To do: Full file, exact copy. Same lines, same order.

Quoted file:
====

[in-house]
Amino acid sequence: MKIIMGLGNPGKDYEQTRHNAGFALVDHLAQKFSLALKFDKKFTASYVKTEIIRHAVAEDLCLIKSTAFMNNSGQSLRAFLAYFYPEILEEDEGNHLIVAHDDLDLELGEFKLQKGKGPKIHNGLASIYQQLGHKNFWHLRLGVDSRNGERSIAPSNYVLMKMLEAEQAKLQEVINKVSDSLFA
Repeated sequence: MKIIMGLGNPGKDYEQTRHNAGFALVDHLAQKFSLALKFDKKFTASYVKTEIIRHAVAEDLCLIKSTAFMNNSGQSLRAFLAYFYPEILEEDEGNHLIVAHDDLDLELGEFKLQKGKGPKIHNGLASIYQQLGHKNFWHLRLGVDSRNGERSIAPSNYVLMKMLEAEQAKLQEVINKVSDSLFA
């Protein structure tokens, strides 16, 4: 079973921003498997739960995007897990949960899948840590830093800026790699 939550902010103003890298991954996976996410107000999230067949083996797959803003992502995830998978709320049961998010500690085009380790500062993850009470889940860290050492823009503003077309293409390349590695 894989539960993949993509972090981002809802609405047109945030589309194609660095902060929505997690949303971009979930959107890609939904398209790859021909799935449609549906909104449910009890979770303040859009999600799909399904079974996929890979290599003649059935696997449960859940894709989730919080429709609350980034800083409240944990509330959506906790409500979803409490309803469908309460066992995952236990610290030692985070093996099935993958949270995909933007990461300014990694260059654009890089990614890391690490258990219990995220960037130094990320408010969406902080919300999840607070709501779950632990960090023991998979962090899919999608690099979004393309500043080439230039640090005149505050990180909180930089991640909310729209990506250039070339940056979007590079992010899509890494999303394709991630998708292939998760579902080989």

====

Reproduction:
[in-house]
Amino acid sequence: MKIIMGLGNPGKDYEQTRHNAGFALVDHLAQKFSLALKFDKKFTASYVKTEIIRHAVAEDLCLIKSTAFMNNSGQSLRAFLAYFYPEILEEDEGNHLIVAHDDLDLELGEFKLQKGKGPKIHNGLASIYQQLGHKNFWHLRLGVDSRNGERSIAPSNYVLMKMLEAEQAKLQEVINKVSDSLFA
Repeated sequence: MKIIMGLGNPGKDYEQTRHNAGFALVDHLAQKFSLALKFDKKFTASYVKTEIIRHAVAEDLCLIKSTAFMNNSGQSLRAFLAYFYPEILEEDEGNHLIVAHDDLDLELGEFKLQKGKGPKIHNGLASIYQQLGHKNFWHLRLGVDSRNGERSIAPSNYVLMKMLEAEQAKLQEVINKVSDSLFA
């Protein structure tokens, strides 16, 4: 079973921003498997739960995007897990949960899948840590830093800026790699 939550902010103003890298991954996976996410107000999230067949083996797959803003992502995830998978709320049961998010500690085009380790500062993850009470889940860290050492823009503003077309293409390349590695 894989539960993949993509972090981002809802609405047109945030589309194609660095902060929505997690949303971009979930959107890609939904398209790859021909799935449609549906909104449910009890979770303040859009999600799909399904079974996929890979290599003649059935696997449960859940894709989730919080429709609350980034800083409240944990509330959506906790409500979803409490309803469908309460066992995952236990610290030692985070093996099935993958949270995909933007990461300014990694260059654009890089990614890391690490258990219990995220960037130094990320408010969406902080919300999840607070709501779950632990960090023991998979962090899919999608690099979004393309500043080439230039640090005149505050990180909180930089991640909310729209990506250039070339940056979007590079992010899509890494999303394709991630998708292939998760579902080989």